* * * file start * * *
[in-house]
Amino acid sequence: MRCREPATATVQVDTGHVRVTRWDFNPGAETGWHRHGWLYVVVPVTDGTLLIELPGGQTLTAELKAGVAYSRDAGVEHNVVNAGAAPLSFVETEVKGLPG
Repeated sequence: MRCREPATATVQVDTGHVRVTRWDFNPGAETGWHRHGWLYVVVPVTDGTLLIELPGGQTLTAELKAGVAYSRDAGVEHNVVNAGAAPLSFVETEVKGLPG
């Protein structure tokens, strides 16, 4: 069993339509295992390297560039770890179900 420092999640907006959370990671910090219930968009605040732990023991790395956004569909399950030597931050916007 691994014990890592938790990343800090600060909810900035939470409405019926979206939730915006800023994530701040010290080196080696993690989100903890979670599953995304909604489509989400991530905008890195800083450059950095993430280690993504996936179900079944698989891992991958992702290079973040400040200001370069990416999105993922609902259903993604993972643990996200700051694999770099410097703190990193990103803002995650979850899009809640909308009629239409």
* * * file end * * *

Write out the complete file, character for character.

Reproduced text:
[in-house]
Amino acid sequence: MRCREPATATVQVDTGHVRVTRWDFNPGAETGWHRHGWLYVVVPVTDGTLLIELPGGQTLTAELKAGVAYSRDAGVEHNVVNAGAAPLSFVETEVKGLPG
Repeated sequence: MRCREPATATVQVDTGHVRVTRWDFNPGAETGWHRHGWLYVVVPVTDGTLLIELPGGQTLTAELKAGVAYSRDAGVEHNVVNAGAAPLSFVETEVKGLPG
């Protein structure tokens, strides 16, 4: 069993339509295992390297560039770890179900 420092999640907006959370990671910090219930968009605040732990023991790395956004569909399950030597931050916007 691994014990890592938790990343800090600060909810900035939470409405019926979206939730915006800023994530701040010290080196080696993690989100903890979670599953995304909604489509989400991530905008890195800083450059950095993430280690993504996936179900079944698989891992991958992702290079973040400040200001370069990416999105993922609902259903993604993972643990996200700051694999770099410097703190990193990103803002995650979850899009809640909308009629239409």